HPC and the True Cost of Cloud

By Tiffany Trader

May 8, 2013

As high-performance computing continues to expand into a widening-array of spheres, it’s important to explore all avenues for workload execution, including cloud-based platforms. For engineers looking to leverage high-performance computing, the accessibility of a cloud-based approach is a powerful draw, but there are costs that may not be readily apparent, according to a recent article from Desktop Engineering.

Engineers tend to shy away from terms like TCO (total cost of ownership) and ROI (return on investment) as they are applied to technology solutions. What most engineers want, according to the article’s author Frank J. Ohlhorst, are the resources that enable them to complete their work in an efficient and accurate manner.

So what’s a company to do? There are two main choices, which basically boil down to renting or buying. They can lease a cloud-based HPC-as-a-Service solution or purchase an in-house system. There are other variations on these themes, such as rented machines that you control yourself (a la Penguin Computing), and managed hosting of systems that you can own outright (that are located either on or off-premise).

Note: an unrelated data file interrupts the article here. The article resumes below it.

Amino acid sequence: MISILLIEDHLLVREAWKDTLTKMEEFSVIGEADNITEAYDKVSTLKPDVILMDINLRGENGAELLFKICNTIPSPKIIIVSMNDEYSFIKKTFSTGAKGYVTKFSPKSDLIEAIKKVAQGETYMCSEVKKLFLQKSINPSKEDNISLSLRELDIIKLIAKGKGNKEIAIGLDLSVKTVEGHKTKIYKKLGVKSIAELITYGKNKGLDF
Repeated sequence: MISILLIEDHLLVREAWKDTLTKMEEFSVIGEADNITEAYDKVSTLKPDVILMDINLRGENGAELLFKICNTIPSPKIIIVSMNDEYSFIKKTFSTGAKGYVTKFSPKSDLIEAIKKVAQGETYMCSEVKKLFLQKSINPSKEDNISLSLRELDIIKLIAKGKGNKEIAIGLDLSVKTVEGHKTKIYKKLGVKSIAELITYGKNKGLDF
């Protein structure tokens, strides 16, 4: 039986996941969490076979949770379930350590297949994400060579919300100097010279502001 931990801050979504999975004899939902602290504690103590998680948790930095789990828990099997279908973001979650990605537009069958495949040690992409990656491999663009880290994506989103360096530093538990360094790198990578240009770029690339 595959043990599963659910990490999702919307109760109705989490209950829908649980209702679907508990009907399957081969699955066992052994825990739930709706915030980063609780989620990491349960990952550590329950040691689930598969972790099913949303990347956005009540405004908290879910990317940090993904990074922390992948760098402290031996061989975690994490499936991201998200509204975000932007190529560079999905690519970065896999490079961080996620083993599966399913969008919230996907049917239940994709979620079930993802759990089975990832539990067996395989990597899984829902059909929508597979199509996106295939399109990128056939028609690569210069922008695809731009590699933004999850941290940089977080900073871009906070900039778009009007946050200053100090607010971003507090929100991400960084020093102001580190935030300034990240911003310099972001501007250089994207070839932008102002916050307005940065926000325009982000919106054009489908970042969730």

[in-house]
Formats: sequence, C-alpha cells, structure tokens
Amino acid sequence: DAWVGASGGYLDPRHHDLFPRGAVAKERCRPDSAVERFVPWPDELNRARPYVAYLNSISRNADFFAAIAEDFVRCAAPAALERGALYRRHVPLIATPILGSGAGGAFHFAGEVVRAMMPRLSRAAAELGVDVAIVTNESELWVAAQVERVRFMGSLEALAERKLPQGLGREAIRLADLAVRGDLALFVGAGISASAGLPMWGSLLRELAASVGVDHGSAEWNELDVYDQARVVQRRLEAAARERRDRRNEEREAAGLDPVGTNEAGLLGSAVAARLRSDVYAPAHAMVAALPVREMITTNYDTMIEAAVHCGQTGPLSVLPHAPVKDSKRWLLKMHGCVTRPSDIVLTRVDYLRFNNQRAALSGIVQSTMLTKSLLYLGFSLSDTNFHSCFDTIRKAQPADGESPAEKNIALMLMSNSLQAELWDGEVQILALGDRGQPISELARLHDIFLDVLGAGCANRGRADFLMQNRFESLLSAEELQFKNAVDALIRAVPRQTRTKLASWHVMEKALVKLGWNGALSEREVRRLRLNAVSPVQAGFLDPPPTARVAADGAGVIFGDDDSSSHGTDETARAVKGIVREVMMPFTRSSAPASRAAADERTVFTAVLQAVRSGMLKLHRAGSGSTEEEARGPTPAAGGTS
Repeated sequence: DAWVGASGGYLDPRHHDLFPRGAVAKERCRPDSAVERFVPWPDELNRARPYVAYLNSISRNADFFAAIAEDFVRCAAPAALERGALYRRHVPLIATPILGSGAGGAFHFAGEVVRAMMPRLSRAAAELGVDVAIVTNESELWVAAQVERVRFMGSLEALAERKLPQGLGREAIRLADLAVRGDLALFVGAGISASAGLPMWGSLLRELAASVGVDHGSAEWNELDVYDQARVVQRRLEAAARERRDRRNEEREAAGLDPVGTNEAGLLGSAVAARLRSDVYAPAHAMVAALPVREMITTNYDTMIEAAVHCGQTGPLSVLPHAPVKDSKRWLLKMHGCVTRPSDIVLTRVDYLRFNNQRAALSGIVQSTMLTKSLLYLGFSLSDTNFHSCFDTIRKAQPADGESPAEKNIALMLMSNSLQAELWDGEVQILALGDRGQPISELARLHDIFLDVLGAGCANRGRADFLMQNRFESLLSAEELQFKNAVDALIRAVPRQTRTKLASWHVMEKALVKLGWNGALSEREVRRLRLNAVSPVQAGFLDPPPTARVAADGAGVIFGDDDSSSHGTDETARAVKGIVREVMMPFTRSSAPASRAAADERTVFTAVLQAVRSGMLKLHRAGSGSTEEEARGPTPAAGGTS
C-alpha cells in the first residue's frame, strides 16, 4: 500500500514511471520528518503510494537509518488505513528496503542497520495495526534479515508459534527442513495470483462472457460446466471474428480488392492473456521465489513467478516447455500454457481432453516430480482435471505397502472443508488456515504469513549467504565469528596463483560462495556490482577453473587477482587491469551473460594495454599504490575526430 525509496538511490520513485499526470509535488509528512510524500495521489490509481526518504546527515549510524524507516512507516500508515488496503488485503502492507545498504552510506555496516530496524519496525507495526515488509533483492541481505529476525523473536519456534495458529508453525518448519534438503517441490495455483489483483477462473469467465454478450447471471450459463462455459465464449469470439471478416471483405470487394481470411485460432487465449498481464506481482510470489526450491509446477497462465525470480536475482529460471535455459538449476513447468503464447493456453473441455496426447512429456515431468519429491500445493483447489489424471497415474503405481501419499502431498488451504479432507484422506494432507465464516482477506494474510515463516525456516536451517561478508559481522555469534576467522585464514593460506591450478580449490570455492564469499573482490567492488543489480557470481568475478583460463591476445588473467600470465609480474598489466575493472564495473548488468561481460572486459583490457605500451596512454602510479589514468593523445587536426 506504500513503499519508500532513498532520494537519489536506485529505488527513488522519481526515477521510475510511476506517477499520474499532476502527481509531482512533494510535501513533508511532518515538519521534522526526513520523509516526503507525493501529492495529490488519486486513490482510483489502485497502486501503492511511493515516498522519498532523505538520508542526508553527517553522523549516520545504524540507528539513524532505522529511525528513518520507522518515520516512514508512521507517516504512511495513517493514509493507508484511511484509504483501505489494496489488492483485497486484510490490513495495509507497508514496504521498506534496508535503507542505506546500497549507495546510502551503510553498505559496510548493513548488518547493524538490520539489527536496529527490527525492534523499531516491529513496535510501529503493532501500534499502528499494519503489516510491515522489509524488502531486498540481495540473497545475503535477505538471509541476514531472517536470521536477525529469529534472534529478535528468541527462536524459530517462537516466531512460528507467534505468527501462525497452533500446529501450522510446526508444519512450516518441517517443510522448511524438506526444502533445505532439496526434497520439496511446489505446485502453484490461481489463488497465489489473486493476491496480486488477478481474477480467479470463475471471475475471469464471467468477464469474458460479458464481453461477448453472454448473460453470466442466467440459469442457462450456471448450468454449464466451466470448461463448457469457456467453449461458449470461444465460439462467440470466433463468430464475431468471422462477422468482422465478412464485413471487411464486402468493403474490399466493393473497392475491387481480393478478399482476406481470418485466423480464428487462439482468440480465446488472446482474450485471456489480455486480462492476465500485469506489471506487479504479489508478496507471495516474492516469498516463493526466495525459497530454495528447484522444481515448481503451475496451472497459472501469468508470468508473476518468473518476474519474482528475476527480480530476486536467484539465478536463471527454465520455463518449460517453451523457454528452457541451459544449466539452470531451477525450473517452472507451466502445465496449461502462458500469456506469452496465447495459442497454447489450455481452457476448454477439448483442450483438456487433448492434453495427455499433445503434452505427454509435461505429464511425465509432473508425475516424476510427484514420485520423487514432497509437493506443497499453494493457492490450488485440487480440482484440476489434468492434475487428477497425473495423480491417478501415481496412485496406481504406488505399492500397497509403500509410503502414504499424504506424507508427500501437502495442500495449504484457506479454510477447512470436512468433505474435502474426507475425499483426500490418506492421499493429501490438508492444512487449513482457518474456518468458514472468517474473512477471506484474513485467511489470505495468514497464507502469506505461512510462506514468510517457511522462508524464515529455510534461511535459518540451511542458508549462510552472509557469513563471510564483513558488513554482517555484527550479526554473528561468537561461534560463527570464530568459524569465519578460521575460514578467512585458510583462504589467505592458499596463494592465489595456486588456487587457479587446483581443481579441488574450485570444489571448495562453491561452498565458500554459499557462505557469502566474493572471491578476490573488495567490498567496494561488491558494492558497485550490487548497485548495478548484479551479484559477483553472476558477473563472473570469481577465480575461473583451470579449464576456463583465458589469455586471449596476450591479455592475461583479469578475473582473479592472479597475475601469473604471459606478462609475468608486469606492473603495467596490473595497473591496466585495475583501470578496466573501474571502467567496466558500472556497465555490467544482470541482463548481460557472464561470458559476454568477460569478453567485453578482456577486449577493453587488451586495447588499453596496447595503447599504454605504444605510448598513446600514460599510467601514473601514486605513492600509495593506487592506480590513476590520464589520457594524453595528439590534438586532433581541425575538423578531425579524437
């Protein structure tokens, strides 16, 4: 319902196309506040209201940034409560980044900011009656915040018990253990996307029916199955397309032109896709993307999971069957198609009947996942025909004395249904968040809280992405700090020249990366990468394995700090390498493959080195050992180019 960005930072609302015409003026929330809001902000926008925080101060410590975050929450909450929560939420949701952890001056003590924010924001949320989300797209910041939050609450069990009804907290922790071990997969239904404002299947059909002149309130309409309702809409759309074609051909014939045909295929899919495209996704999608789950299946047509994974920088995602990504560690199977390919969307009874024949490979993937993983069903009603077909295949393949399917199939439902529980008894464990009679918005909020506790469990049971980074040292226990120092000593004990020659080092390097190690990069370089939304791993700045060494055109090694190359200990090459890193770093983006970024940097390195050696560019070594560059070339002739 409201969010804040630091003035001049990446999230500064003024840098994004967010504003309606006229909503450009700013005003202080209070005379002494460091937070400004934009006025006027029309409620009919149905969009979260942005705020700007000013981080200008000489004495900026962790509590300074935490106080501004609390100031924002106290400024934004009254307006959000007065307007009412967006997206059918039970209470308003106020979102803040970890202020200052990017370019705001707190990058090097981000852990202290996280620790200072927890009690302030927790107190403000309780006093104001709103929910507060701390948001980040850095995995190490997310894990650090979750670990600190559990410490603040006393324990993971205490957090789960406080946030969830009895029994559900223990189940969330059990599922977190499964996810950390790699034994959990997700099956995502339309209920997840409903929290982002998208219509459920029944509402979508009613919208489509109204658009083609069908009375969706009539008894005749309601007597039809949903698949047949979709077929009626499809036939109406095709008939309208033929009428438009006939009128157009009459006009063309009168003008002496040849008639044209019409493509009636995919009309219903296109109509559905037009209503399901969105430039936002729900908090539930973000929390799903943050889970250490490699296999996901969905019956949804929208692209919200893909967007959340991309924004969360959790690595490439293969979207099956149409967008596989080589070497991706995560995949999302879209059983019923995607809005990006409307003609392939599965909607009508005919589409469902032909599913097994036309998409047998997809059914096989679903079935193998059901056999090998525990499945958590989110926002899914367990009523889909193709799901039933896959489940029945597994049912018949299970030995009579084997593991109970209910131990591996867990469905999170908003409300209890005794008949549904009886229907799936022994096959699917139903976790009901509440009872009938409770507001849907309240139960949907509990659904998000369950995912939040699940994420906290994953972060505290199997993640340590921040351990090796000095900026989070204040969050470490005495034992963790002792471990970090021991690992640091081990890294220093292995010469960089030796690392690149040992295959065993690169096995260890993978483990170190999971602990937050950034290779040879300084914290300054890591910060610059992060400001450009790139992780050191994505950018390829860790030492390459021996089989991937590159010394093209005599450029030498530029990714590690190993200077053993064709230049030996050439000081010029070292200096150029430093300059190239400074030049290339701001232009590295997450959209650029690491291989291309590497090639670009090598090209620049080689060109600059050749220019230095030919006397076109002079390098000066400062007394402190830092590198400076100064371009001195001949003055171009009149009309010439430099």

Ohlhorst writes that “Making sense of the value of HPC solutions provided by cloud service providers can be a complex undertaking. After all, the billing mechanisms can be multifaceted, including charges for provisioning, CPU time, support services and so on. Yet, at first glance, the initial costs can be quite attractive.”

Getting the solution’s total cost is important and helps in comparison exercises. Generally-speaking, the cloud is a good choice for projects that require temporary increases in computing power. For steady, predictable workloads, owning your own HPC system will be cheaper in the long run.

Another approach is to institute a mixed solution that leverages both in-house and rented infrastructure. The in-house cluster or supercomputer can be the primary workhorse and the HPC cloud will take care of additional workloads. Through careful usage monitoring and optimum balance can be achieved. Businesses may also want to consider migrating non-HPC workloads to the cloud to reduce their overall operational expense.

Determining value is challenging because the HPC and cloud markets are in a continual state of flux. Hardware (or services) get more powerful; and prices continue to drop. Ohlhorst notes that IT staffing levels, in-house expertise and administrative chores will also need to be factored into the decision.

The article does an excellent job of laying out the many variables to this decision-making process. Amid the hype are real benefits that extend the ROI of HPC operations, including scalability, elasticity, simplified self-service and baked-in show-back and chargeback mechanisms. But there are also risks and other drawbacks, such as the potential for vendor lock-in, the expense and or time constraint of moving data in and out of the cloud, and various security, compliance and SLA constraints.

And then there is an even bigger risk that was not addressed: what if the cloud service provider goes out of business? Does this scenario pose less of a risk for answer-oriented HPC workloads than for mission-critical business applications that are intended to run indefinitely?

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